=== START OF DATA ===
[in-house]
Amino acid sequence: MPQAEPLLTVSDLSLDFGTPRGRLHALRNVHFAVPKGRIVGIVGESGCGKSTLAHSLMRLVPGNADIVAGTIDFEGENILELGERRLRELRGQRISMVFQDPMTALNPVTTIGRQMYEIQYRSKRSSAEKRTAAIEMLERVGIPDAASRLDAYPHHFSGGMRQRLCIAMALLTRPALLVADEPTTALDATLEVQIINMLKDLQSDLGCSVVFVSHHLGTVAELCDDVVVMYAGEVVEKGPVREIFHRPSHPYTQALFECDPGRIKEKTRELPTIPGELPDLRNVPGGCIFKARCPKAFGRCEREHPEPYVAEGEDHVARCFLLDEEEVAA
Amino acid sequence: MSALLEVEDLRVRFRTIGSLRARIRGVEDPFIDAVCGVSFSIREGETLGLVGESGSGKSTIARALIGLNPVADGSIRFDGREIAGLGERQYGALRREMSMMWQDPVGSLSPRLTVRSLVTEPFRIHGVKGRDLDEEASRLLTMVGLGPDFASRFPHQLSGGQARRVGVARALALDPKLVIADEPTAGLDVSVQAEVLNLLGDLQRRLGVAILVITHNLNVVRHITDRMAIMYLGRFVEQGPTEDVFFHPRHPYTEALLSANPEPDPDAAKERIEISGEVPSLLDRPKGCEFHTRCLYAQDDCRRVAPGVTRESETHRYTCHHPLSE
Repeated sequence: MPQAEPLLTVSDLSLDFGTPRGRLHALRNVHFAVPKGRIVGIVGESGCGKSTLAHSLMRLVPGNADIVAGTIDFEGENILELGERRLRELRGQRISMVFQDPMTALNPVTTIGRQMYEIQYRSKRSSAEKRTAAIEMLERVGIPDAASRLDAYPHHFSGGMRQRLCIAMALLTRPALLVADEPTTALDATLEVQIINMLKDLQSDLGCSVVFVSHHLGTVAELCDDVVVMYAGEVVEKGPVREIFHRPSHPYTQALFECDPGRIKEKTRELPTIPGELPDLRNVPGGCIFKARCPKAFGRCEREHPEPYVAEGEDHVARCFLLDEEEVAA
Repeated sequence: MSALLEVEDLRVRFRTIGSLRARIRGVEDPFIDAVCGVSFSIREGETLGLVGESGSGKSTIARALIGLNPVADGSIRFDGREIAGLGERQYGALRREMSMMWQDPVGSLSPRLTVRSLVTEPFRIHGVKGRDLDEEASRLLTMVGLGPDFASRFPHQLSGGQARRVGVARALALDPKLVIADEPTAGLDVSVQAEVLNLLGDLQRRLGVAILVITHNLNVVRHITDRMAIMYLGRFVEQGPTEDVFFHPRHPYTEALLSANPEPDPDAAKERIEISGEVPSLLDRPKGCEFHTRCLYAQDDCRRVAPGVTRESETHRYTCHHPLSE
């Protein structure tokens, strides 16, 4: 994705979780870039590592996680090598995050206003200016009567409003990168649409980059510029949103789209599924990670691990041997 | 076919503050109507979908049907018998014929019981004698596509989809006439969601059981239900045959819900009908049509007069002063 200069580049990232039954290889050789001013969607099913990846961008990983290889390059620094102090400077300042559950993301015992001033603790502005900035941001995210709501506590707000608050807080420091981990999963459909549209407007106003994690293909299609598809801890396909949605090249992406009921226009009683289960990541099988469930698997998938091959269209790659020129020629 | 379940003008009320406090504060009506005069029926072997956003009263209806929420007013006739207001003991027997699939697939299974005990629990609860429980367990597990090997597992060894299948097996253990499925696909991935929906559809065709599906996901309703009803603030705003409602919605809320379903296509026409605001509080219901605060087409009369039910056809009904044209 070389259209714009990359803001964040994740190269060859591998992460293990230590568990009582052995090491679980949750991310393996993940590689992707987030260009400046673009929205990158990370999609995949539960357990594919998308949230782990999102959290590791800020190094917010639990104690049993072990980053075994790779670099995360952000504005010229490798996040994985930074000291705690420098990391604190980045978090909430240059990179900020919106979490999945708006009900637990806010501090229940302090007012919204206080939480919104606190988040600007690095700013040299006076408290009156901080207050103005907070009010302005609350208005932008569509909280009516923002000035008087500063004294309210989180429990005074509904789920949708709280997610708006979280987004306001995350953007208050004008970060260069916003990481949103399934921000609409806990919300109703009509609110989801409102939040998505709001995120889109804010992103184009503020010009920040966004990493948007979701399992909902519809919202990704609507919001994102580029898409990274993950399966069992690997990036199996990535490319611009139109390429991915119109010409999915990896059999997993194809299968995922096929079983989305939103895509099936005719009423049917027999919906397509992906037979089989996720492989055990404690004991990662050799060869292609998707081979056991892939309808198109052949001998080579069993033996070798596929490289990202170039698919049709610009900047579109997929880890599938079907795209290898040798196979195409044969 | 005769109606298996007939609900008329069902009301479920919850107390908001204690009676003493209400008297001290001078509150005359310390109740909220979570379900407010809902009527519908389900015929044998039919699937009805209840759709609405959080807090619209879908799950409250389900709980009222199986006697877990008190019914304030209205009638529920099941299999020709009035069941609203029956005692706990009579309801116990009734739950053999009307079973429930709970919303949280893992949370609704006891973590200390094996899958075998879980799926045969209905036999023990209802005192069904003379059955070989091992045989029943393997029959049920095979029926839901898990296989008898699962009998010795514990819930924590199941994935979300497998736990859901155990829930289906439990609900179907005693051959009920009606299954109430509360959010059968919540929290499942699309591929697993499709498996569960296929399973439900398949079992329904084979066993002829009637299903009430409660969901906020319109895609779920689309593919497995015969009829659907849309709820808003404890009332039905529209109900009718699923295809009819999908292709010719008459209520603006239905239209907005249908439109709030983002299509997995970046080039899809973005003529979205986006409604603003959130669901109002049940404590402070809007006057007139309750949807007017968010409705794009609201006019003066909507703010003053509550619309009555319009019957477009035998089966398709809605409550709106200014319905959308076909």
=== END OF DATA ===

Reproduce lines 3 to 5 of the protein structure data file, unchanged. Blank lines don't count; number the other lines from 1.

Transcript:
Amino acid sequence: MSALLEVEDLRVRFRTIGSLRARIRGVEDPFIDAVCGVSFSIREGETLGLVGESGSGKSTIARALIGLNPVADGSIRFDGREIAGLGERQYGALRREMSMMWQDPVGSLSPRLTVRSLVTEPFRIHGVKGRDLDEEASRLLTMVGLGPDFASRFPHQLSGGQARRVGVARALALDPKLVIADEPTAGLDVSVQAEVLNLLGDLQRRLGVAILVITHNLNVVRHITDRMAIMYLGRFVEQGPTEDVFFHPRHPYTEALLSANPEPDPDAAKERIEISGEVPSLLDRPKGCEFHTRCLYAQDDCRRVAPGVTRESETHRYTCHHPLSE
Repeated sequence: MPQAEPLLTVSDLSLDFGTPRGRLHALRNVHFAVPKGRIVGIVGESGCGKSTLAHSLMRLVPGNADIVAGTIDFEGENILELGERRLRELRGQRISMVFQDPMTALNPVTTIGRQMYEIQYRSKRSSAEKRTAAIEMLERVGIPDAASRLDAYPHHFSGGMRQRLCIAMALLTRPALLVADEPTTALDATLEVQIINMLKDLQSDLGCSVVFVSHHLGTVAELCDDVVVMYAGEVVEKGPVREIFHRPSHPYTQALFECDPGRIKEKTRELPTIPGELPDLRNVPGGCIFKARCPKAFGRCEREHPEPYVAEGEDHVARCFLLDEEEVAA
Repeated sequence: MSALLEVEDLRVRFRTIGSLRARIRGVEDPFIDAVCGVSFSIREGETLGLVGESGSGKSTIARALIGLNPVADGSIRFDGREIAGLGERQYGALRREMSMMWQDPVGSLSPRLTVRSLVTEPFRIHGVKGRDLDEEASRLLTMVGLGPDFASRFPHQLSGGQARRVGVARALALDPKLVIADEPTAGLDVSVQAEVLNLLGDLQRRLGVAILVITHNLNVVRHITDRMAIMYLGRFVEQGPTEDVFFHPRHPYTEALLSANPEPDPDAAKERIEISGEVPSLLDRPKGCEFHTRCLYAQDDCRRVAPGVTRESETHRYTCHHPLSE